“We have to remember, there are hundreds of slopes out there that can behave differently,” he pointed out. As accurate as forecasts can be, there are still endless variations not only in big ski lines, but also on small slopes and terrain traps (features that can bury you just as easily). Roberts advises stepping aside from the group and making your own “environmental observations.” He calls the personal sphere that your inner snow safety specialist engages in “Nowcasting.” Use your “patroller’s legs” to feel  the snow density: is the slab collapsing/fracturing or for anything in your immediate surroundings that hints at instability. It’s all part of the package that makes for a safe day  in the mountains.

“Every year is a new experiment,” Roberts summed up. The snow depth is different, the wind is from an unexpected direction and the water content (CWE) varies from storm to storm. It is hard to standardize and make generalizations.

Hawse tells her winter clients, “This isn’t the place to ski the gnar.” They are encouraged to come back in spring if they want to ski bigger lines. She says her “Spidey sense gets up” when she is on slopes of about 33 degrees. When Hawse worked for Helitrax, and the slope had been mitigated with explosives, 35 degrees might have been OK to ski. But if the slope hasn’t had the shock of explosives, she said, she is going to ski lower angled terrain.

She also reads the full day’s forecast, and any hazards that may exist, on avalanche sites. “People don’t do a very good job of alerting properly to the yellow colored ‘Moderate’ rating on avalanche sites. They don’t even take the rating ‘Considerable’ seriously enough,” she said. Reading all the analysis is critical, she said — not just skimming the colors on the hazard tabs. You start to understand forecasting when you can put all the components together: weather, snowpack history and weaknesses, wind, slope angles and surrounding terrain.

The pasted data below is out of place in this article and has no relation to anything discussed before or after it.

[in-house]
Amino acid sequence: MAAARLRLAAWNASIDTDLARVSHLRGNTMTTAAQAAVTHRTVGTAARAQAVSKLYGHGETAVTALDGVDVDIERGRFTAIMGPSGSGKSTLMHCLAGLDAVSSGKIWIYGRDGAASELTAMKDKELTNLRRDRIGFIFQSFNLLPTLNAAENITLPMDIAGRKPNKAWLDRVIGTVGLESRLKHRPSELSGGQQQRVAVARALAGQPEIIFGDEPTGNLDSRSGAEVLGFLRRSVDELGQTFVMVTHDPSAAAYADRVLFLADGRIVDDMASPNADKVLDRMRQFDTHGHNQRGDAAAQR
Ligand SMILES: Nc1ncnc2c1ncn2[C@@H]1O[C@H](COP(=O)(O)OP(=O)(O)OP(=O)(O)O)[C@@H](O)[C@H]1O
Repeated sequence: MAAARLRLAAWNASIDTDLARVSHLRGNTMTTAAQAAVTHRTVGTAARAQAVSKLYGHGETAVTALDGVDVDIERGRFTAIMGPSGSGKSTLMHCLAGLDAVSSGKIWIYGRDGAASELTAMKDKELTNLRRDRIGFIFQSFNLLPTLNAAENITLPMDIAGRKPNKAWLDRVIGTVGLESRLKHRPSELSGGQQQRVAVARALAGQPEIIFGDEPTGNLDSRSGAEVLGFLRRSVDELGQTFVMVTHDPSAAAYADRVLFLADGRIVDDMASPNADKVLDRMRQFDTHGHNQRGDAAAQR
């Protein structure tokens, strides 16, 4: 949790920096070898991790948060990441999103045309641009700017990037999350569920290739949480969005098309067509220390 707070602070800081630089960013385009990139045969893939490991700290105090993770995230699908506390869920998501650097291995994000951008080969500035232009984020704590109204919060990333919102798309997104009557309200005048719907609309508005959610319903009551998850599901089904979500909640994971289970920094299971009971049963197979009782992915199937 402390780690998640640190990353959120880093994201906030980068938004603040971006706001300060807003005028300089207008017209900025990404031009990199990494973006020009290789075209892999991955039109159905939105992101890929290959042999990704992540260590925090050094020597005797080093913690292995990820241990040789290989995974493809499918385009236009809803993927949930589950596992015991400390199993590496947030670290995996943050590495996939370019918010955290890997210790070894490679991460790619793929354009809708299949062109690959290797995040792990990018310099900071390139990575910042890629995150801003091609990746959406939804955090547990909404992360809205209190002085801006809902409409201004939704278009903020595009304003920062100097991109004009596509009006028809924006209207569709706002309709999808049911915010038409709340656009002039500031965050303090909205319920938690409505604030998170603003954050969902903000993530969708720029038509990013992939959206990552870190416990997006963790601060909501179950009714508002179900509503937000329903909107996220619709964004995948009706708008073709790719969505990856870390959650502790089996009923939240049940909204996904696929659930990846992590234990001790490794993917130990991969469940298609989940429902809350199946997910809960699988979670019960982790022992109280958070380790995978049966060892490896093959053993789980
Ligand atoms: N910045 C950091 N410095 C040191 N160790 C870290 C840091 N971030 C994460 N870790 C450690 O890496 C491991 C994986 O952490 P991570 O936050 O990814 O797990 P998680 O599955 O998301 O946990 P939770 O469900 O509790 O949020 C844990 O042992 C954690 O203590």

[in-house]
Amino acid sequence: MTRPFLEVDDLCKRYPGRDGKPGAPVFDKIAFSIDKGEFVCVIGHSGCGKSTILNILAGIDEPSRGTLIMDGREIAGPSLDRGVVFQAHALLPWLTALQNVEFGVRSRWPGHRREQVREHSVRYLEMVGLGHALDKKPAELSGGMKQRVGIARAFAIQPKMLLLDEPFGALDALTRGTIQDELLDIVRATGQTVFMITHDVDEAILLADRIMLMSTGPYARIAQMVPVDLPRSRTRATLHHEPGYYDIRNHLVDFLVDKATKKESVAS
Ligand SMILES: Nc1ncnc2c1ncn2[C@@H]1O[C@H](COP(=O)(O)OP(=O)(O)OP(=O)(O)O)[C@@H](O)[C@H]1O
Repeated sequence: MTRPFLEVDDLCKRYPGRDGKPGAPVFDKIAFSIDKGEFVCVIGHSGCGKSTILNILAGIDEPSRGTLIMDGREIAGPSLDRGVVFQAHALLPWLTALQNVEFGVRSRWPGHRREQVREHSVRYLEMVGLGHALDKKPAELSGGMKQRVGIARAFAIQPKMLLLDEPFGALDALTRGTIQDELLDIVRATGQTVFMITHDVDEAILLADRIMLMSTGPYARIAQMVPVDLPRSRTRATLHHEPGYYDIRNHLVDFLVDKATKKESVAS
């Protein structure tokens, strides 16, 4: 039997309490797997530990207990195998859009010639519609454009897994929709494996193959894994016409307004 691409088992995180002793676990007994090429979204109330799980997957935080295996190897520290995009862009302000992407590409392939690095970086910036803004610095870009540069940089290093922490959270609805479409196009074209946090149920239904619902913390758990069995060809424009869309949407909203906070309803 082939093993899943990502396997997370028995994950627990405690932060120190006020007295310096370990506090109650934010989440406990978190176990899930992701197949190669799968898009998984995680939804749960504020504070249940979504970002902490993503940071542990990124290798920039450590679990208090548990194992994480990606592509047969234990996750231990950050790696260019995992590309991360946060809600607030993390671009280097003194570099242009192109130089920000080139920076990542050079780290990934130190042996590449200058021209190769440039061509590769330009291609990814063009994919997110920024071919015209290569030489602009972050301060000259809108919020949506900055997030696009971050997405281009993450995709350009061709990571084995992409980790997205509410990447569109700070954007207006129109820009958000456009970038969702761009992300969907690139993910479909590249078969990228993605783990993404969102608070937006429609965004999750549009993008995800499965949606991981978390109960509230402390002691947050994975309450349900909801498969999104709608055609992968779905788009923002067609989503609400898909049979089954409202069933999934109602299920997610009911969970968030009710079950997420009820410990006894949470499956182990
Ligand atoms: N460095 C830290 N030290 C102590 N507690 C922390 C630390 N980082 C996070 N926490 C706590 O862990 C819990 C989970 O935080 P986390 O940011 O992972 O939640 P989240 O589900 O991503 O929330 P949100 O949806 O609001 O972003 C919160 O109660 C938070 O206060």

Hawse also agrees with her mentor, Jerry Roberts, that “hasty pits” — quickly dug snowpits — are an effective way to assess conditions as you travel. They’re efficient, and can tell you a lot about how the snowpack is holding together. She keeps a probe clipped to her pack so it is readily at hand, and she can poke around in snow that she is unsure of. Although there are apps you can download on your phone that show a slope’s angle, Hawse uses a compass (an old LifeLink Slope Meter accomplishes the same thing).

All three skiers have spent decades managing avalanche risks for the safety of untold numbers of people, whether they were skiing and riding in hazardous mountain terrain or merely driving up Red Mountain Pass or Little Cottonwood Canyon. And they all have their own version of pulling back to Lev’s “pet slopes” — places with angles of 30 degrees and lower when things are unstable and risky.

“We are not done with this season — not even a chance,” Lev emphasized.

Roberts reiterated the words of the Buddha: “Kill the ego, kill the desire” when it comes to skiing or riding the big line that might kill you.



Before you leave the house, check out the Friends of the CAIC’s Instagram page, which has photos of recent slides (an education in and of itself).

Jerry Roberts has collated seemingly every relevant avalanche and weather related site in one place, with links to remote weather stations, road conditions, extended forecasts, jet stream, radar, infrared, SNOTEL, highway cameras and more at: therobertreport.net/weather-links-2/

State weather stations can be found here: avalanche.state.co.us/observations/weather-stations/.

The Utah Avalanche Center’s excellent online education program, ‘Know Before You Go,’ is free of charge. The videos they’ve produced offer a good sense of getting caught in a slide. Find both at utahavalanchecenter.org.

A definition of a conditionally unstable snow pack from INSTAAR Occasional Paper
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North Face Will Help Open A Rare Women-Only Rock Guiding Course In Boulder ~ Colorado Public Radio

Hey …  here’s another great story/interview with old saddle pal Angela Hawse who was also a former Prescott College student of mine from a long time ago.